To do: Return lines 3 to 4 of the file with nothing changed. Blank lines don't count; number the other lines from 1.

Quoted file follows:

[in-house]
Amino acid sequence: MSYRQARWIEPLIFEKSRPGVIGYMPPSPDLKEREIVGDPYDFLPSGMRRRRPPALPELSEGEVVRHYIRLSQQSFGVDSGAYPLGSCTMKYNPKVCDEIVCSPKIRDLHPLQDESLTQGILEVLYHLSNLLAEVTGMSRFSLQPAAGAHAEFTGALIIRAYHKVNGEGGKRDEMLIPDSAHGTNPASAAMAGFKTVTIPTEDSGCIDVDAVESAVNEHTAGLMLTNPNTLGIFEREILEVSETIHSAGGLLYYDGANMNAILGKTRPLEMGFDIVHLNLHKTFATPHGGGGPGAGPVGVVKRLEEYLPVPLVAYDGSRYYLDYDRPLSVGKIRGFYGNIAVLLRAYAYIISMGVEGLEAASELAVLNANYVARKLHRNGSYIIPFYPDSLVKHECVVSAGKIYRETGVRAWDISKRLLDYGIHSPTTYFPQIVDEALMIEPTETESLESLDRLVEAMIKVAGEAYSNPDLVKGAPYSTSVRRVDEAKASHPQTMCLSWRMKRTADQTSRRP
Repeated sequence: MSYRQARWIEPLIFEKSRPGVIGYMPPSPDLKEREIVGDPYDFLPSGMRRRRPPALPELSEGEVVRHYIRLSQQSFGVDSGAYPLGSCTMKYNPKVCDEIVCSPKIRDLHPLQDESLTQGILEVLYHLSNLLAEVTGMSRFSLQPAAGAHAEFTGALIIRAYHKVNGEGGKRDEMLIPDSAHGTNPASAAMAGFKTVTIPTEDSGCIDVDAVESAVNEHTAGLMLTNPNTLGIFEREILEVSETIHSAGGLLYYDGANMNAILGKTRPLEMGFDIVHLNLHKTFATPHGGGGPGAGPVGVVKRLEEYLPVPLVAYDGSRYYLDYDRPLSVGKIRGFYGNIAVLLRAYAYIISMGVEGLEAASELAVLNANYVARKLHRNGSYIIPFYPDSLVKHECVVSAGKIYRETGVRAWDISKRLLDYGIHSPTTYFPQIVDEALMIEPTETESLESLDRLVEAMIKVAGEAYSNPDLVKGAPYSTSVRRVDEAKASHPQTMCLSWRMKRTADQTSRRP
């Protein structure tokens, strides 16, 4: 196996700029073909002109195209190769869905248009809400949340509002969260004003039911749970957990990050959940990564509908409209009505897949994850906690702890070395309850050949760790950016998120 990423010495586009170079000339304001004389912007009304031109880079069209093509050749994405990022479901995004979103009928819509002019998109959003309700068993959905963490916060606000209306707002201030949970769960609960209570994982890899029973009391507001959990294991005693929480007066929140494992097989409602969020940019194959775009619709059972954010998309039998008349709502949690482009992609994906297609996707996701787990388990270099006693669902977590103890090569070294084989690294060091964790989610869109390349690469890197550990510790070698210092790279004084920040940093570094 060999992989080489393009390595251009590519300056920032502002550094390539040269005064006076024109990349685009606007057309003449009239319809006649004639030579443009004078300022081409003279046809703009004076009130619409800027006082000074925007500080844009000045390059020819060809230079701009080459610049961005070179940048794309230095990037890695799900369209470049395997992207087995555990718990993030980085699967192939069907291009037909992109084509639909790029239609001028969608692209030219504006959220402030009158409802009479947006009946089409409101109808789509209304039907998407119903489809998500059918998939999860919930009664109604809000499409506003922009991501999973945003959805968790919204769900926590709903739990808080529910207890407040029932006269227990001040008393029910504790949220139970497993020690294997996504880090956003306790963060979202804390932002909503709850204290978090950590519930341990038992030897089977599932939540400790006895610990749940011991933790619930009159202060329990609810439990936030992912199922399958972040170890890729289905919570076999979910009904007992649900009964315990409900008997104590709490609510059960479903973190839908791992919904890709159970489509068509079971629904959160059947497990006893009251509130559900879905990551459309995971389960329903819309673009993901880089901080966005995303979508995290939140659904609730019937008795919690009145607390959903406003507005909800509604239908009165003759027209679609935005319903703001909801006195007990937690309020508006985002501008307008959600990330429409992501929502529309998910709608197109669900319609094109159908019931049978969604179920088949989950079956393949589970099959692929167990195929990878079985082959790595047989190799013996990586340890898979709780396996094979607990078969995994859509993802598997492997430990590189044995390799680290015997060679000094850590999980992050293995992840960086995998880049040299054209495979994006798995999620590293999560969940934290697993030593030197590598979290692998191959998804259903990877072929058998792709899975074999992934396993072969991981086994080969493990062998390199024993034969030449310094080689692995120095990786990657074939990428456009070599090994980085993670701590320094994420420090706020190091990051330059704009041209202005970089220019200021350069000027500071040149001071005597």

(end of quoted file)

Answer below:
Repeated sequence: MSYRQARWIEPLIFEKSRPGVIGYMPPSPDLKEREIVGDPYDFLPSGMRRRRPPALPELSEGEVVRHYIRLSQQSFGVDSGAYPLGSCTMKYNPKVCDEIVCSPKIRDLHPLQDESLTQGILEVLYHLSNLLAEVTGMSRFSLQPAAGAHAEFTGALIIRAYHKVNGEGGKRDEMLIPDSAHGTNPASAAMAGFKTVTIPTEDSGCIDVDAVESAVNEHTAGLMLTNPNTLGIFEREILEVSETIHSAGGLLYYDGANMNAILGKTRPLEMGFDIVHLNLHKTFATPHGGGGPGAGPVGVVKRLEEYLPVPLVAYDGSRYYLDYDRPLSVGKIRGFYGNIAVLLRAYAYIISMGVEGLEAASELAVLNANYVARKLHRNGSYIIPFYPDSLVKHECVVSAGKIYRETGVRAWDISKRLLDYGIHSPTTYFPQIVDEALMIEPTETESLESLDRLVEAMIKVAGEAYSNPDLVKGAPYSTSVRRVDEAKASHPQTMCLSWRMKRTADQTSRRP
């Protein structure tokens, strides 16, 4: 196996700029073909002109195209190769869905248009809400949340509002969260004003039911749970957990990050959940990564509908409209009505897949994850906690702890070395309850050949760790950016998120 990423010495586009170079000339304001004389912007009304031109880079069209093509050749994405990022479901995004979103009928819509002019998109959003309700068993959905963490916060606000209306707002201030949970769960609960209570994982890899029973009391507001959990294991005693929480007066929140494992097989409602969020940019194959775009619709059972954010998309039998008349709502949690482009992609994906297609996707996701787990388990270099006693669902977590103890090569070294084989690294060091964790989610869109390349690469890197550990510790070698210092790279004084920040940093570094 060999992989080489393009390595251009590519300056920032502002550094390539040269005064006076024109990349685009606007057309003449009239319809006649004639030579443009004078300022081409003279046809703009004076009130619409800027006082000074925007500080844009000045390059020819060809230079701009080459610049961005070179940048794309230095990037890695799900369209470049395997992207087995555990718990993030980085699967192939069907291009037909992109084509639909790029239609001028969608692209030219504006959220402030009158409802009479947006009946089409409101109808789509209304039907998407119903489809998500059918998939999860919930009664109604809000499409506003922009991501999973945003959805968790919204769900926590709903739990808080529910207890407040029932006269227990001040008393029910504790949220139970497993020690294997996504880090956003306790963060979202804390932002909503709850204290978090950590519930341990038992030897089977599932939540400790006895610990749940011991933790619930009159202060329990609810439990936030992912199922399958972040170890890729289905919570076999979910009904007992649900009964315990409900008997104590709490609510059960479903973190839908791992919904890709159970489509068509079971629904959160059947497990006893009251509130559900879905990551459309995971389960329903819309673009993901880089901080966005995303979508995290939140659904609730019937008795919690009145607390959903406003507005909800509604239908009165003759027209679609935005319903703001909801006195007990937690309020508006985002501008307008959600990330429409992501929502529309998910709608197109669900319609094109159908019931049978969604179920088949989950079956393949589970099959692929167990195929990878079985082959790595047989190799013996990586340890898979709780396996094979607990078969995994859509993802598997492997430990590189044995390799680290015997060679000094850590999980992050293995992840960086995998880049040299054209495979994006798995999620590293999560969940934290697993030593030197590598979290692998191959998804259903990877072929058998792709899975074999992934396993072969991981086994080969493990062998390199024993034969030449310094080689692995120095990786990657074939990428456009070599090994980085993670701590320094994420420090706020190091990051330059704009041209202005970089220019200021350069000027500071040149001071005597």